Milk is the primary source of nutrients for the majority of mammalian offspring, including human beings. Although the benefits of breastfeeding override that of any other feeding methods’ for infants, consuming cow milk is considered a controversial topic for all age groups. A recent meta-analysis, the one that inspired this post, acknowledged that despite evidence on both sides, milk consumption is more often associated with benefits than harm. 


What does milk contain?

Whole cow’s milk contains protein, fat, carbohydrates, vitamins, minerals, and hormones like insulin-like growth factor-1 (IGF-1), estrogens, and progestins. 

Milk is also an important source of micronutrients like: 

Effect on your health

Benefits of consuming milk

Milk is proven to have anti-carcinogenic [7], anti-inflammatory [8], anti-oxidative [9], anti-adipogenic [10], anti-hypertensive [11], anti-hyperglycemia [12], and anti-osteoporosis [13] qualities. Consequently, milk consumption is associated with decreased risk of cardiovascular diseases, stroke, hypertension, colorectal cancer, metabolic syndrome, obesity and osteoporosis. Milk is also found beneficial against type 2 diabetes mellitus and Alzheimer’s disease. 


Harmful effects of consuming milk

According to research, milk intake might be associated with higher risk of prostate cancer, Parkinson’s disease, acne and Fe-deficiency anemia in infancy. Estrogen or saturated in milk is found to have no health concern.

Types of milk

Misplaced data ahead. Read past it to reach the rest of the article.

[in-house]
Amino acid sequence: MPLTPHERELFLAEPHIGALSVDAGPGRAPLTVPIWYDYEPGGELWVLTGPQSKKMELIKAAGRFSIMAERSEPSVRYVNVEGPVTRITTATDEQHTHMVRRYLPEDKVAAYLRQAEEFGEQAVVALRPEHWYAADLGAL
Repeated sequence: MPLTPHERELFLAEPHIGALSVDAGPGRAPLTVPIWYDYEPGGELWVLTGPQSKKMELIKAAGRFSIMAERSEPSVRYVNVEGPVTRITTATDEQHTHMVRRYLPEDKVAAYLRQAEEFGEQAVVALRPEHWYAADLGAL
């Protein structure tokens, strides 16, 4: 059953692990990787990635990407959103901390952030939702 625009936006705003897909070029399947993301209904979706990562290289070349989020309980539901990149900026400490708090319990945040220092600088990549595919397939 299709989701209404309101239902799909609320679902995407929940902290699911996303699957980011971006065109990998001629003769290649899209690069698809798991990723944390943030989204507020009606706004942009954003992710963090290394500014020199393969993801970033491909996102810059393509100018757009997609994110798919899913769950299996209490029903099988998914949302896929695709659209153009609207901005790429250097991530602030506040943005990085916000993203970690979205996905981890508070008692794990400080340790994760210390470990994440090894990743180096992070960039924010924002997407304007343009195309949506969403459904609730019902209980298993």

Lactose-free milk

Lactose is a type of sugar found in milk products that can be difficult for some people to digest. The enzyme “lactase”, which cleaves the lactose , is added to lactose-free milk. The final lactose-free milk has nearly the same taste, texture and nutrient profile as regular milk. If refrigerated properly, lactose-free milk can last about 7 days after being opened.


Plant-based milk

While the content varies based on the type and the brand, plant-based milks contain no lactose or cholesterol, and generally little saturated fat. These milk are often fortified with nutrients naturally found in milk; however, there is no evidence whether fortified nutrients have the same benefits as the natural ones. 

Soy milk is found to be the best replacement for cow’s milk due to its protein content. However, the quality of this content may not be enough for children and elderly, as they need to consume quality protein. Almond milk is not as nutritionally dense as soy milk or cow’s milk, but might be consumed if nutritional discrepancy is compensated. This discrepancy is wider for rice milk and coconut milk. 

On another note, production of cow milk emits three times the greenhouse gas than that of a similar amount of plant-based milk. 

Choosing which to consume depends on an individual’s daily requirements, health status, and preference. So, do not forget to have a balanced diet that is working for you!



How much is the ideal consumption?

How much milk should you consume?

The USDA says adults should consume three servings of milk (or cheese or yogurt) each day.


Who should think twice while consuming milk?

Those who have milk allergy or lactose intolerance should be cautious in their milk consumption. 


How should you preserve milk?

Raw milk can contain dangerous bacteria, like Brucella. However, pasteurized and homogenized milk, which is the one generally being sold, is processed to kill most of such microorganisms.

Pasteurized milk should be kept below a temperature of 40 F towards the rear of the refrigerator. If stored at room temperature for two hours or longer, milk is recommended to be discarded as it would lead the considerably small amount of bacteria in pasteurized milk to quickly grow. Once opened, milk will last about 3-5 days. 


How can you understand if the milk in your fridge is spoiled?

If spoiled, it would have a strong, sour odor and lumpy texture.


Zhang X, Chen X, Xu Y, Yang J, Du L, Li K, Zhou Y. Milk consumption and multiple health outcomes: umbrella review of systematic reviews and meta-analyses in humans. Nutr Metab (Lond). 2021 Jan 7;18(1):7. doi: 10.1186/s12986-020-00527-y. PMID: 33413488; PMCID: PMC7789627.


Discover more